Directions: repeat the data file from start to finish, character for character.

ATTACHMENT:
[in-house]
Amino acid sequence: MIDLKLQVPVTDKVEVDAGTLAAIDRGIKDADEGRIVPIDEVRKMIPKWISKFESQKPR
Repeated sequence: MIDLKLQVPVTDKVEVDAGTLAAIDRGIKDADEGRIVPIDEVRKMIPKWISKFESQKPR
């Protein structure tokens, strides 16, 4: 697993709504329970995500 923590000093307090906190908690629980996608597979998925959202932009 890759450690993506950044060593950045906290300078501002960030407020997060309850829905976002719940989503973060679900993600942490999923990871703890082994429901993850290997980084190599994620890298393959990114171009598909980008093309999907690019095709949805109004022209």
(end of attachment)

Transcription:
[in-house]
Amino acid sequence: MIDLKLQVPVTDKVEVDAGTLAAIDRGIKDADEGRIVPIDEVRKMIPKWISKFESQKPR
Repeated sequence: MIDLKLQVPVTDKVEVDAGTLAAIDRGIKDADEGRIVPIDEVRKMIPKWISKFESQKPR
């Protein structure tokens, strides 16, 4: 697993709504329970995500 923590000093307090906190908690629980996608597979998925959202932009 890759450690993506950044060593950045906290300078501002960030407020997060309850829905976002719940989503973060679900993600942490999923990871703890082994429901993850290997980084190599994620890298393959990114171009598909980008093309999907690019095709949805109004022209």